You've probably seen the headlines: New York magazine admits to being conned. The biweekly published a story of a brilliant New York high school student--Stuyvesant High School, naturally--who had made $72 million, or something near that amount (he was coy), from stock trading. In truth, he had made nothing. The student's stock market experience consisted of simulated trades at Stuyvesant's investment club, where, he claims, performance was "incredible," as his portfolio "outperformed the S&P 500."
(Note that the quote equates "incredible" with beating a market index. Oh, how active management has fallen ...)
You might wonder how the story got into the magazine. The obvious
answer is that journalistic standards have badly slipped. That is how
the story has been reported.
While correct in its way, that reason glides over two other important points.
One is that people are bad in math. For example, when I was in junior
high school, a syndicated newspaper column stated that if two dice were
rolled 100 times, the average sum would be 638. (The column was
marketed as a "Grab Bag" of little-known facts. True enough: That the
dice would sum to 638 was indeed little known.) That rather basic error
escaped the writer, his syndication editor(s), and the local newspaper's
staff. As the column never ran a correction, it seems that the mistake
escaped many others as well.
To cite another example, in the 1990s the Beardstown Ladies
had convinced themselves (through bad math, ironically) that their
amateur stock portfolio had grown an annualized 23% for the decade from
1984-93. That was scarcely credible, as the S&P 500 had gained less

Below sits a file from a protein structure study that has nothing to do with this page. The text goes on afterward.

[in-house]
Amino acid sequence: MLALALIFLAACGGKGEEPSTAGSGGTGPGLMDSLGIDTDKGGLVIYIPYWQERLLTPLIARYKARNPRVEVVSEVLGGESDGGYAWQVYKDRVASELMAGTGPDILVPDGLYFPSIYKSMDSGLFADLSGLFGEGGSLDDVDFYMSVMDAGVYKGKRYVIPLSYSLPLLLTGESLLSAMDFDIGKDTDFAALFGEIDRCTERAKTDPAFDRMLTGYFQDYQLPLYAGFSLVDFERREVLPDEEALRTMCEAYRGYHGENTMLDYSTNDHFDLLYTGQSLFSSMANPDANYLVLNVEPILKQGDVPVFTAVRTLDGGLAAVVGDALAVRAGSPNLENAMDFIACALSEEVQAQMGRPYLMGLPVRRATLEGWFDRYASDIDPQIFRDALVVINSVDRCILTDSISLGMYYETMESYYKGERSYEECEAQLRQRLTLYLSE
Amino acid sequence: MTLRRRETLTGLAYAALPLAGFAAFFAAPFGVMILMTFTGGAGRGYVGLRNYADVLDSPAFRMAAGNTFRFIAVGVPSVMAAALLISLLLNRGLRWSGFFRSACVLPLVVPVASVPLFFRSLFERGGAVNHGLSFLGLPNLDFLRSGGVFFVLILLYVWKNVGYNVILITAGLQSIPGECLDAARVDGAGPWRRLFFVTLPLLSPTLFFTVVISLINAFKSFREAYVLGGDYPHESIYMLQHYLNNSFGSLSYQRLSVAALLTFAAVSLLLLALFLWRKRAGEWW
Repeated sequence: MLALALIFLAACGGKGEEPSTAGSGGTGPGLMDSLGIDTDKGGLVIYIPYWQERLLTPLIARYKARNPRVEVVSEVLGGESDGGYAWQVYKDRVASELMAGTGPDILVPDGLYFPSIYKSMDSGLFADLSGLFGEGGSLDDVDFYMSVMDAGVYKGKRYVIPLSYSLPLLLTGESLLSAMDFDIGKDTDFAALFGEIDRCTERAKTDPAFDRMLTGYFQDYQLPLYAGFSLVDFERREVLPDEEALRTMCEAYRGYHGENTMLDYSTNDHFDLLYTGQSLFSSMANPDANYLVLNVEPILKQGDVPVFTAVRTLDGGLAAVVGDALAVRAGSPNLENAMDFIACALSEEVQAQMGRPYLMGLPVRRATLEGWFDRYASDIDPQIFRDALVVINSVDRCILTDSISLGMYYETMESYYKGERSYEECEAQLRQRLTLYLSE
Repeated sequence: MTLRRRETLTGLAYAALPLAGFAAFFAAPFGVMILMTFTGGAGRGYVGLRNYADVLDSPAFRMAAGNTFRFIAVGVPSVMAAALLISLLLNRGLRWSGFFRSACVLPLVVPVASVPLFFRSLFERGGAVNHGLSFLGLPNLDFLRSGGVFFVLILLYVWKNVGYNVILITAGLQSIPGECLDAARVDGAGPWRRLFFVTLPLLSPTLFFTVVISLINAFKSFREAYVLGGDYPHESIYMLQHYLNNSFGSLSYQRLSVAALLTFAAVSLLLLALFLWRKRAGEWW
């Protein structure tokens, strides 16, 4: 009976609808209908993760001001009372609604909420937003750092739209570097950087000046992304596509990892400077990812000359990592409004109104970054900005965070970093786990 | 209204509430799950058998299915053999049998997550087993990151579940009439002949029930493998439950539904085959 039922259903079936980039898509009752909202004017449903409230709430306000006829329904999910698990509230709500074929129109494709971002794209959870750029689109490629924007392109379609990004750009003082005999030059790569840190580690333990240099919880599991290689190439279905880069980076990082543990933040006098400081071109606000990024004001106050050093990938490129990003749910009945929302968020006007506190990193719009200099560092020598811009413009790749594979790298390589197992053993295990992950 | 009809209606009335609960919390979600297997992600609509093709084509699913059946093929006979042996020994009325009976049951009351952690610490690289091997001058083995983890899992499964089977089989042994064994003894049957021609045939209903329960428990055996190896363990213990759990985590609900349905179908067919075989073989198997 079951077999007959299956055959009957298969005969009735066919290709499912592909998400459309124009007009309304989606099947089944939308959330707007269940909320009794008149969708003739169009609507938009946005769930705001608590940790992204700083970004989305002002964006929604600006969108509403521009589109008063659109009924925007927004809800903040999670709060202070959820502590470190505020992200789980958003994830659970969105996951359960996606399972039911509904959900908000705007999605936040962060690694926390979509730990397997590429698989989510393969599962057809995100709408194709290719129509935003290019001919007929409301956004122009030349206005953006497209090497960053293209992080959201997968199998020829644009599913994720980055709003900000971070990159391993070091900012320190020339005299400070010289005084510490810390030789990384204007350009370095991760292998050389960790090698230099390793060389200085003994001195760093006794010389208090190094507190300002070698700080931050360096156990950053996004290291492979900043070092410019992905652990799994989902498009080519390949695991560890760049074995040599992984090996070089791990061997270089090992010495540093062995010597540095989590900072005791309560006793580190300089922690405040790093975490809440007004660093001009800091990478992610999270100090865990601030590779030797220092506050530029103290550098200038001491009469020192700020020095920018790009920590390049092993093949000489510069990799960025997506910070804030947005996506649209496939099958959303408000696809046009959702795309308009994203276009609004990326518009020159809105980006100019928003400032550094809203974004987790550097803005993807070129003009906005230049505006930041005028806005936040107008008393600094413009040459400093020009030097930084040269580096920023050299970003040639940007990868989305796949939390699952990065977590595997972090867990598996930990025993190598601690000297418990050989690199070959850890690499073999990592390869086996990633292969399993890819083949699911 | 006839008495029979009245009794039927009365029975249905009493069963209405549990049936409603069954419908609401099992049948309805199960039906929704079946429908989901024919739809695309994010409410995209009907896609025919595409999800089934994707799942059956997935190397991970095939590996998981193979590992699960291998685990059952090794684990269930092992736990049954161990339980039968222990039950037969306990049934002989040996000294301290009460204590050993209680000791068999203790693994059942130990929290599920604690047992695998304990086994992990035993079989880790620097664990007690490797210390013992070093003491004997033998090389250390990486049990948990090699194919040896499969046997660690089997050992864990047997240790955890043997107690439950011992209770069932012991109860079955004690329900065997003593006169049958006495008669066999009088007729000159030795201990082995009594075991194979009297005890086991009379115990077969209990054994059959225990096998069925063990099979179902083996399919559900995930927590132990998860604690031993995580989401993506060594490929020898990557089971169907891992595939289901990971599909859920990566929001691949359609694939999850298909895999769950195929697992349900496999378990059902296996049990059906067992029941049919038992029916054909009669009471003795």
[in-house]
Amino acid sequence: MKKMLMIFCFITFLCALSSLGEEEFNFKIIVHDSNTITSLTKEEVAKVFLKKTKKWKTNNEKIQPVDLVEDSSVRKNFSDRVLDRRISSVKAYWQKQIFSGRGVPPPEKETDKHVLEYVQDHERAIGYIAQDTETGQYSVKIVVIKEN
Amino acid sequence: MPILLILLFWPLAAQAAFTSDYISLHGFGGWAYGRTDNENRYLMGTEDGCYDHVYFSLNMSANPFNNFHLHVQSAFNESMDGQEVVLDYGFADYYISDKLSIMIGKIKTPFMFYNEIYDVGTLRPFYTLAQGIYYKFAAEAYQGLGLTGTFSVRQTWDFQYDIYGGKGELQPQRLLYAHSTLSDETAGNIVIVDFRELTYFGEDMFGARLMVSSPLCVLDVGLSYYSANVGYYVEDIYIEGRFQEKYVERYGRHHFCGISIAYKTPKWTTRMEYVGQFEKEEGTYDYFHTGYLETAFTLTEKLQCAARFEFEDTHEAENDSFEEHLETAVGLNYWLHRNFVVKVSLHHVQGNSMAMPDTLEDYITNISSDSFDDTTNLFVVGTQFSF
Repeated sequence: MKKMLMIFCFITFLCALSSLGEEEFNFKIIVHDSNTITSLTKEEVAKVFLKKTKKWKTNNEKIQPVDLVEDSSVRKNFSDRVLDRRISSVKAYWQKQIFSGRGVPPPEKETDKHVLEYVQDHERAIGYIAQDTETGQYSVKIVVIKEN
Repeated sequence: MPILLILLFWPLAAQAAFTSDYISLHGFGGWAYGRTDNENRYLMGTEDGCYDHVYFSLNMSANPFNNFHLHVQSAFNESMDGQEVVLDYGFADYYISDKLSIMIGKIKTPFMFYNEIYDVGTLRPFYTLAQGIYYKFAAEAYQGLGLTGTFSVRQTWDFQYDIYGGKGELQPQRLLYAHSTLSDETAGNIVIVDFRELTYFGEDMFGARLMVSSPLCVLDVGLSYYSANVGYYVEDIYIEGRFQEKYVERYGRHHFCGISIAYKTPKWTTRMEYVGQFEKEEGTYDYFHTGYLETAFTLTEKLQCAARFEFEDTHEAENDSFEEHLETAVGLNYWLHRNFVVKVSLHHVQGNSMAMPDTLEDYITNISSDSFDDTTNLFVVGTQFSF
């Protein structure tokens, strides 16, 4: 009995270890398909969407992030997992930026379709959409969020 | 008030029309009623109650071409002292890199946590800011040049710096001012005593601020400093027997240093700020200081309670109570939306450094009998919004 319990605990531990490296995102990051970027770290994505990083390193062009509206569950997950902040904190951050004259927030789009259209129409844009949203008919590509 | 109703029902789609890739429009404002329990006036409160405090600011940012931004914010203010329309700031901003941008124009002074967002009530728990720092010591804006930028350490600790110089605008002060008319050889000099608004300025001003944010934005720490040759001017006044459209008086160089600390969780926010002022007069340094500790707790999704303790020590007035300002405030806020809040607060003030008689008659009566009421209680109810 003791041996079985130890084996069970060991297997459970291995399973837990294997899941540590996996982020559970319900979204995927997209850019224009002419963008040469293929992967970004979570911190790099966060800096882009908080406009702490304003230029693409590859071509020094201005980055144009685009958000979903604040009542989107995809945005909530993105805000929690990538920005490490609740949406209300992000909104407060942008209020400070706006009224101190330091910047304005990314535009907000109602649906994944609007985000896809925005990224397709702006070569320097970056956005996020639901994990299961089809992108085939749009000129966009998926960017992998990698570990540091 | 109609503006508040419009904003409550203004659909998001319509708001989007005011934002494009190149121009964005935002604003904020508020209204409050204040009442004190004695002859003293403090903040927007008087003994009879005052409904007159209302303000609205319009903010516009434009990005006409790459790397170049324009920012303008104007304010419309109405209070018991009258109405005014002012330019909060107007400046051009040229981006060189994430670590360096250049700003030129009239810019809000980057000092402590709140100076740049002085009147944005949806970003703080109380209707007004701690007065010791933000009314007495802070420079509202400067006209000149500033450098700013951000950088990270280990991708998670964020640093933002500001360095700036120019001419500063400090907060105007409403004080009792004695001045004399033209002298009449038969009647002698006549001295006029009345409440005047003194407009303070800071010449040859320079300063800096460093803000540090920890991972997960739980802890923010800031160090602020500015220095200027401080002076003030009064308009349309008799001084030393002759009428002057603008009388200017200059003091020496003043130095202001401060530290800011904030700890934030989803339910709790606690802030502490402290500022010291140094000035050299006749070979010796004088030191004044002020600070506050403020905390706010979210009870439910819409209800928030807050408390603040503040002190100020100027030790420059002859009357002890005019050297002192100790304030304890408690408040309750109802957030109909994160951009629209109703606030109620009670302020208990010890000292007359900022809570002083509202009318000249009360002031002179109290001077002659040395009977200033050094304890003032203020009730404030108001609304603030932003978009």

than 15% per year, only two U.S. diversified stock funds had beaten 18%,
and the Ladies followed a stolid investment strategy of buying and
holding blue chips. Where on earth could they generate so much extra
Nowhere on this planet, it turned out. The Ladies' claims went
unchallenged for several years. Eventually somebody realized that the
Ladies couldn't possibly have been correct. The portfolio's actual
annualized gain after costs, it turned out, was only 9%.
The too-good-to-be-true stories have a second essential prop:
naivete. Those who do not invest tend to grossly overestimate what
actual investors can accomplish. My father, for example, would have
fervently believed the New York story. He invested only
occasionally--just enough to "learn" that those in the know reaped
fabulous gains, while he sadly did not. (He was skilled at accumulating
tax-loss carryforwards but less adept at generating gains against which
to offset them.)
My father was undeterred by the math of the improbable. For one, he
wouldn't do the work. He wasn't about to calculate that even if a
teenage boy somehow got $1 million to invest when entering high school,
the youth would have needed to make more than 300% annually over the
next three years to achieve his claims. But even more, he didn't wish to
know the answer. He liked his fantasies. He relished dreaming of when he would crack the code, so that he, too, could make the easy money.
In that he was not alone. Famously, Discover Brokerage Direct ran a 1999 commercial
featuring a truck driver who owned a private island, courtesy of day
trading. While the ad was not meant to be taken literally, neither was
it intended as a complete joke. The company selected an amateur actor to
play the role of the truck driver, so as to make the ad feel more like a
documentary. It wished for viewers to believe that the most ordinary of
Americans could become investment geniuses.